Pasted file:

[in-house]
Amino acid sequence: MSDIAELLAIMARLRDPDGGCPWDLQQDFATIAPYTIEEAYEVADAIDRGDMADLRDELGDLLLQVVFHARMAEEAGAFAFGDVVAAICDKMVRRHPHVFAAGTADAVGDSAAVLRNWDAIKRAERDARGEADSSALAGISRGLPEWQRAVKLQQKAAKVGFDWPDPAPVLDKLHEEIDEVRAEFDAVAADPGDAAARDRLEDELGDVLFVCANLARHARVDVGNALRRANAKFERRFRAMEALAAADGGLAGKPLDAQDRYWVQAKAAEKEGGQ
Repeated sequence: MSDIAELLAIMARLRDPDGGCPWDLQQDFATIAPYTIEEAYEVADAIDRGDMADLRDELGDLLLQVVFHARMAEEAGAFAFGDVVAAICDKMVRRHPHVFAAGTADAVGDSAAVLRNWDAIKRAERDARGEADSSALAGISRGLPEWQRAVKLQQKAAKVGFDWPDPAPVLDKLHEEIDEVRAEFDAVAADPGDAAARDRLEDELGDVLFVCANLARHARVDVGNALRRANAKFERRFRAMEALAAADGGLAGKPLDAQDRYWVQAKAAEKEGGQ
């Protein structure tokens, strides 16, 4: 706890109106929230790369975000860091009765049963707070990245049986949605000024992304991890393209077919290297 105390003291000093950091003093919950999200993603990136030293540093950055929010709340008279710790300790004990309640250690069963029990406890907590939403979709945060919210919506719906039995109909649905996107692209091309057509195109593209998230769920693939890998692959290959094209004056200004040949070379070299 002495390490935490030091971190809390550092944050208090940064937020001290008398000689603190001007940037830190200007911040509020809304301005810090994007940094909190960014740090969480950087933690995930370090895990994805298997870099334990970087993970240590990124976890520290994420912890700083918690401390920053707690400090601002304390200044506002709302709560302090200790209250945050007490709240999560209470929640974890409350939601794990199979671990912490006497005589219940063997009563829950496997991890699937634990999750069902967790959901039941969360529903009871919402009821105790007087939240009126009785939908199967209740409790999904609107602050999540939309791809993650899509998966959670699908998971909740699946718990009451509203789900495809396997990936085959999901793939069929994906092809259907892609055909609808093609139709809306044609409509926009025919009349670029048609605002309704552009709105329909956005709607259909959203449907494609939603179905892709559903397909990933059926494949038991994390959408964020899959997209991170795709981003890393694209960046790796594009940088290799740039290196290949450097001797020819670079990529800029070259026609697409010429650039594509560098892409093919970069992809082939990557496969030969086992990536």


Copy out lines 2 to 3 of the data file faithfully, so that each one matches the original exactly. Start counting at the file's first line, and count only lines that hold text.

Amino acid sequence: MSDIAELLAIMARLRDPDGGCPWDLQQDFATIAPYTIEEAYEVADAIDRGDMADLRDELGDLLLQVVFHARMAEEAGAFAFGDVVAAICDKMVRRHPHVFAAGTADAVGDSAAVLRNWDAIKRAERDARGEADSSALAGISRGLPEWQRAVKLQQKAAKVGFDWPDPAPVLDKLHEEIDEVRAEFDAVAADPGDAAARDRLEDELGDVLFVCANLARHARVDVGNALRRANAKFERRFRAMEALAAADGGLAGKPLDAQDRYWVQAKAAEKEGGQ
Repeated sequence: MSDIAELLAIMARLRDPDGGCPWDLQQDFATIAPYTIEEAYEVADAIDRGDMADLRDELGDLLLQVVFHARMAEEAGAFAFGDVVAAICDKMVRRHPHVFAAGTADAVGDSAAVLRNWDAIKRAERDARGEADSSALAGISRGLPEWQRAVKLQQKAAKVGFDWPDPAPVLDKLHEEIDEVRAEFDAVAADPGDAAARDRLEDELGDVLFVCANLARHARVDVGNALRRANAKFERRFRAMEALAAADGGLAGKPLDAQDRYWVQAKAAEKEGGQ